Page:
Snake Eyes is one of the weirdest books I’ve ever read. There’s no way I’m ever forgetting it.
Tanis Barlas is the daughter of the Lamia, a monstrous snake woman from Greek mythology who cares little for her human daughters. Yet she retains a tight control over all her offspring, and Tanis is forced to every month find a man for her mother to mate with and then devour. The only thing making her life bearable is her human girlfriend, Naree. But then two events change Tanis’s life forever. Her mother’s ancient enemies, the Gorgons, arrive in Florida hunting them, and Naree becomes pregnant. With Naree in danger, Tanis will do whatever she must to keep her lover safe.
Going into Guardians of the Dead, I had only vague ideas of what it was about. I knew that it was set in New Zealand, involved Māori mythology, contained an asexual side character and appeared on many asexual representation lists. The last two are largely why I picked up the book. Plus, I was in New Zealand at the time and thought it would be cool to read a book set there.
Ellie Spencer is a seventeen year old who’s counting down the days until she can graduate from boarding school, where she really only has one friend – Kevin. Her largest concern is getting roped in to do martial arts choreography for a local student play, but strange things keep seeming to happen to her. First of all, something is up with Mark, that guy she has a crush on. And who’s the strange woman who’s practically stalking Kevin? Soon Ellie will find herself unwittingly involved in the worlds of myth and magic.
The Goddess Chronicle is a retelling of the Japanese myth of Izanagi and Izanami, told through the original tale of Namima, a priestess who becomes an assistant to Izanami after her death. Namima and her older sister Kamikuu were born on a small island, known for its Oracle. Kamikuu goes into training to become the next Oracle, but Namima forced into isolation as the priestess of death. She encounters love, betrayal, death, and she becomes obsessed with the misfortune of the hand Fate dealt her.
The Goddess Chronicle was all right, but I never cared much about it. On the bright side, it was easy to read and relatively short. It’s three hundred pages long, but the font’s big and the pages are on the small side. Thankfully, this meant that it wasn’t too much of a hassle to finish.
A Wizard Abroad is the fourth book in the Young Wizards series by Diane Duane, which starts with So You Want to Be a Wizard. It’s also my least favorite book in the reread so far.
In A Wizard Abroad, Nita’s parents decided to send her to Ireland to go stay with her aunt so that she can “take a break” from wizardry and working with her friend Kit. However, once Nita gets to Ireland she finds that the entire country is layered with old magic and that the distance between worlds and times is incredibly close. If the situation isn’t dealt with, bad things could happen.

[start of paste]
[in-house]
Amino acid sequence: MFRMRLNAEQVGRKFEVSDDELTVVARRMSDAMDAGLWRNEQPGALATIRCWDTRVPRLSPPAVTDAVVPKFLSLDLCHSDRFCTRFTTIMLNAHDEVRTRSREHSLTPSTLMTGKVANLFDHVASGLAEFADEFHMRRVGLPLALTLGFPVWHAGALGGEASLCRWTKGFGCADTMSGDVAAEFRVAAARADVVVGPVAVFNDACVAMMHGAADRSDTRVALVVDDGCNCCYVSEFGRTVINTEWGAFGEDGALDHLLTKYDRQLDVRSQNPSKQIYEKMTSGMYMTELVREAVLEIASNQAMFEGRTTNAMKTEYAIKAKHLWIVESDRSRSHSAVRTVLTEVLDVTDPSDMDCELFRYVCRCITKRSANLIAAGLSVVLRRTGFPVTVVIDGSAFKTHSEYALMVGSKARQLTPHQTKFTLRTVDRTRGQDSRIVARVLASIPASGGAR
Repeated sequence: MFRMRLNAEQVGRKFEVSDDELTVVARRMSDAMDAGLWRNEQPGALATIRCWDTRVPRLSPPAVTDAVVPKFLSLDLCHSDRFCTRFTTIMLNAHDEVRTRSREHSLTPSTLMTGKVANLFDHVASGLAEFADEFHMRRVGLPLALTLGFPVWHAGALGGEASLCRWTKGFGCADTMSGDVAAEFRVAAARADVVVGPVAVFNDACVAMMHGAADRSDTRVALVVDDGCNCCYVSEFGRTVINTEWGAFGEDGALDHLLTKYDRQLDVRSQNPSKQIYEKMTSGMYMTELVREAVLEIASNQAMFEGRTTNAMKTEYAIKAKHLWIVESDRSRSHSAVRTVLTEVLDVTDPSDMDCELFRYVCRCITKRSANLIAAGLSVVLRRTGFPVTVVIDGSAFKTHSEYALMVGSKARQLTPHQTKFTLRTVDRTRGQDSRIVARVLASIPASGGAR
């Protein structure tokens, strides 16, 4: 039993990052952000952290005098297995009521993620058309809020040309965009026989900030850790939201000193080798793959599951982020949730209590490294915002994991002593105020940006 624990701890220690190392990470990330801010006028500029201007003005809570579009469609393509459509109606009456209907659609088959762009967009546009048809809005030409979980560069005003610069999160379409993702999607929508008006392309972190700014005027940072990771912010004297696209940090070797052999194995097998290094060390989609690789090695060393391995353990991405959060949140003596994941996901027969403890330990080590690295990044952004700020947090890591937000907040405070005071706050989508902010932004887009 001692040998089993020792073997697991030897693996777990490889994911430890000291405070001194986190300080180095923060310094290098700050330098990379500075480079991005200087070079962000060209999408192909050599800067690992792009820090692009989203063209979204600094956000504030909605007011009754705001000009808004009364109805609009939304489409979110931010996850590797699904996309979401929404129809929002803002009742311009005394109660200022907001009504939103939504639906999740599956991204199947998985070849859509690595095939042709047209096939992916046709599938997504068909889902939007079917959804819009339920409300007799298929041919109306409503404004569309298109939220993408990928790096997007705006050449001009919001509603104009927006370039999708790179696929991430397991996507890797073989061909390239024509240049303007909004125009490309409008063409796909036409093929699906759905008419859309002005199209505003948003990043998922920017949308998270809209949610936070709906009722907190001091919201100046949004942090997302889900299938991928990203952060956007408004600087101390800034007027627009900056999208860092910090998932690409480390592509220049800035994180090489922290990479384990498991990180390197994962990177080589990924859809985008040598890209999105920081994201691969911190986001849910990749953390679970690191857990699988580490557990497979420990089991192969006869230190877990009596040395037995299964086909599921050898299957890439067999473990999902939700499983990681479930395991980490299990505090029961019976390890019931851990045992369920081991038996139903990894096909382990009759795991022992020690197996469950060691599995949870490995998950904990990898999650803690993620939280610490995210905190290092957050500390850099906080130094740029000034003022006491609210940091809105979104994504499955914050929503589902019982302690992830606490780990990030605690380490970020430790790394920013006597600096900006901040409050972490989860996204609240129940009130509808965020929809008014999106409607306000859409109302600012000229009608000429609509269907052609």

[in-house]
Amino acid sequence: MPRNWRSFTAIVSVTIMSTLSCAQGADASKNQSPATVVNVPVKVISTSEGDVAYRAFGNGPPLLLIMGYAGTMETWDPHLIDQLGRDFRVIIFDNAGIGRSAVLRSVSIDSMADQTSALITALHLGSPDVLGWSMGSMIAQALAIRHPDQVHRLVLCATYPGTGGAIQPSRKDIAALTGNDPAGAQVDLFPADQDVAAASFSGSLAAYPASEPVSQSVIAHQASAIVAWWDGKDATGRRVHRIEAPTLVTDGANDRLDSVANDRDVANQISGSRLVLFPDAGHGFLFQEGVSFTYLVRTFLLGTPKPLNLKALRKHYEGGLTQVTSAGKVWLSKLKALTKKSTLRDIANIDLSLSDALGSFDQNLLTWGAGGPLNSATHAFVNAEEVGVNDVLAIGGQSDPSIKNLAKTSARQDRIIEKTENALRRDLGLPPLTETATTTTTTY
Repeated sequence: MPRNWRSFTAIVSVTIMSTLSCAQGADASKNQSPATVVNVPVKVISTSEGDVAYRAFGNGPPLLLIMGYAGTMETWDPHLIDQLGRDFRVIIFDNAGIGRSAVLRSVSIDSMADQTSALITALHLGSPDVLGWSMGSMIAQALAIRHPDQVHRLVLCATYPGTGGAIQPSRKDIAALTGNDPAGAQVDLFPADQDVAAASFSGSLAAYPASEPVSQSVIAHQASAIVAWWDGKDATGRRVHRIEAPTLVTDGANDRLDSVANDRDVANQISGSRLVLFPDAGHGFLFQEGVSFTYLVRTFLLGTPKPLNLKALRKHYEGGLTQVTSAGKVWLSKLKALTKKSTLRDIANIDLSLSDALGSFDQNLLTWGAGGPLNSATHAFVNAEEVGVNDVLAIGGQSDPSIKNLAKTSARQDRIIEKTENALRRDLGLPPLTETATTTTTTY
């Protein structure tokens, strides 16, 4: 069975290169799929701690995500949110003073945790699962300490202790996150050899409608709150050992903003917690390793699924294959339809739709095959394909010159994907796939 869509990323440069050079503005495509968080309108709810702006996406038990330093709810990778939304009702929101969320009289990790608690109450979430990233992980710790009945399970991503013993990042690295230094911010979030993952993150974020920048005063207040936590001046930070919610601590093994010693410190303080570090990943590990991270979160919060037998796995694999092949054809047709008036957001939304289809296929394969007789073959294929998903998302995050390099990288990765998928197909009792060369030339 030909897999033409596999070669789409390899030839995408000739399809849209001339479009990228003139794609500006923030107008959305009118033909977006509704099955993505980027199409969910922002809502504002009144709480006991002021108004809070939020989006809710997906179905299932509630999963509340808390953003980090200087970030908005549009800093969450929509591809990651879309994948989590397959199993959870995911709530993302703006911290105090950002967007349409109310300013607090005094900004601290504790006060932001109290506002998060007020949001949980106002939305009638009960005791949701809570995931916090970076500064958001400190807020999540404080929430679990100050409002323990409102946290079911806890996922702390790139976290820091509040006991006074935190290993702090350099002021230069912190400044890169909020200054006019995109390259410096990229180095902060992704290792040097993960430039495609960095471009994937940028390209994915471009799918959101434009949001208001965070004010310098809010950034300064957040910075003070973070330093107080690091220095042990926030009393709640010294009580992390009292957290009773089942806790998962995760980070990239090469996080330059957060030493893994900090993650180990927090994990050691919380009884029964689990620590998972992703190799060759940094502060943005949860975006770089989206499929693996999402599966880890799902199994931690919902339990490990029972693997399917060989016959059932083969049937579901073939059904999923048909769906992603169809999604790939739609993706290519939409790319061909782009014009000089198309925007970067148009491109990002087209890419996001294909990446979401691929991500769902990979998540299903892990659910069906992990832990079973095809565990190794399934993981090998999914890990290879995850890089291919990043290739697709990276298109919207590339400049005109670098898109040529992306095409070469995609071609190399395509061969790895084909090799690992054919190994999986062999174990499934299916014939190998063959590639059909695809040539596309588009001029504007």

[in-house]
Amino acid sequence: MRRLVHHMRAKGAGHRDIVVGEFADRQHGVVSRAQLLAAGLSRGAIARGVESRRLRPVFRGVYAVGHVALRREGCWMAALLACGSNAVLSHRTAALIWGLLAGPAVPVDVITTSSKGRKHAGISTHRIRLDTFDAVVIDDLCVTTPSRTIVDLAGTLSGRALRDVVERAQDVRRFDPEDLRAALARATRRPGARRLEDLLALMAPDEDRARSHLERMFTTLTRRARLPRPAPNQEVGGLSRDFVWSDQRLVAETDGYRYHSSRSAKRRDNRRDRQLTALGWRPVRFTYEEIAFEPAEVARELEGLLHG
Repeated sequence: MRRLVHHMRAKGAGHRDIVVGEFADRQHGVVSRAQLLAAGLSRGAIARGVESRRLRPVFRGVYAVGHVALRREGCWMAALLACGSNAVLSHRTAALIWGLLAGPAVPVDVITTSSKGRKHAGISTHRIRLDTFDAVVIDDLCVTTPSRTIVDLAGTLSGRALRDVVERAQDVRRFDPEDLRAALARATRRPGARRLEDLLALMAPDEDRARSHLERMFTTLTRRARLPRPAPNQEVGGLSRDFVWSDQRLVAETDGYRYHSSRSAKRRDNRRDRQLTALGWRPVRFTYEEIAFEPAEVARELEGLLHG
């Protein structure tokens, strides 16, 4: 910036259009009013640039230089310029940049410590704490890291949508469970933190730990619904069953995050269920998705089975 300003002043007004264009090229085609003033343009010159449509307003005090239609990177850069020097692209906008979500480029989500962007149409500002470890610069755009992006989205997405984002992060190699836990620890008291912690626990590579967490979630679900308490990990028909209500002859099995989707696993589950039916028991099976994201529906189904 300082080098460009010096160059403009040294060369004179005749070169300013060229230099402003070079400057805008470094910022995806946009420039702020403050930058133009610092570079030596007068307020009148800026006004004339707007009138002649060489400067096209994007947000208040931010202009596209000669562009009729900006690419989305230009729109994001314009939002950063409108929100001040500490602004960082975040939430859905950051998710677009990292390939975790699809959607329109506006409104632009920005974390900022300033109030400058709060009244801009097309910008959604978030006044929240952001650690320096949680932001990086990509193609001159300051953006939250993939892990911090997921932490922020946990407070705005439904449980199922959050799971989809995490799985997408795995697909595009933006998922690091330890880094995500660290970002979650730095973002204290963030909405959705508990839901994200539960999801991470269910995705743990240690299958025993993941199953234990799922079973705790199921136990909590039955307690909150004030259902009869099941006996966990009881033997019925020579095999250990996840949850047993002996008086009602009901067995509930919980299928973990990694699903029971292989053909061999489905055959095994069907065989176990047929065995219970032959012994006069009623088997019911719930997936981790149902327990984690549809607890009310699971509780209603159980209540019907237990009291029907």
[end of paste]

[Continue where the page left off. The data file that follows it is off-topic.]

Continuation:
The Archer Who Shot Down Suns: Scale Bright Stories by Benjanun Sriduangkaew. ★★★
(Note – at the time I’m writing this is free on Kindle)
This collection contains three stories retelling Chinese mythology. In retrospect, it’s probably not a good idea to read something based on Chinese mythology when you know absolutely nothing about Chinese mythology. So, that’s quite possibly behind why this book didn’t do much for me. Ultimately, it was probably worth reading (at least the last two stories), just not reading again.
However, if you like either Chinese mythology or lesbians, this is the book for you!
The premise of Cobweb Bride is simple: one day Death announces that until his cobweb bride is delivered to him, all death will cease. And cease it does – people continue to die in that their hearts will stop beating and their limbs will stiffen, but their souls and consciousnesses will not move on. They are trapped without relief in their dead bodies. Neither the ill nor the mortally wounded are able to pass on, but must remain trapped until death begins again.
Cobweb Bride is epic in scope, with a wide number of characters with differing positions in life and responses to the crisis. However, the clear protagonist is Percy (short for Persephone), an unwanted village girl who sets out along with a multitude of other girls to find Death and present herself as a possible cobweb bride.
I’ll admit, I was hesitant going in. I worried that it would be too much of a romance, but as I read, my fears faded away. Cobweb Bride is clearly an epic or historical fantasy and a good one at that. The writing was simply gorgeous. Nazarian’s lyrical words carried me away to a land of bitter cold, dark forests, and opulent palaces.
I work more in traditional media than I do in digital. However, I’m not very good about photographing of scanning my pieces. They tend to build up into massive drifts of artwork. Yesterday, I went through and photographed all the piled up paintings and drawings. Also, the week before was spent in an intensive thirty hours of art classes. Some of the pieces from that are included in here, others were passed along for the art show.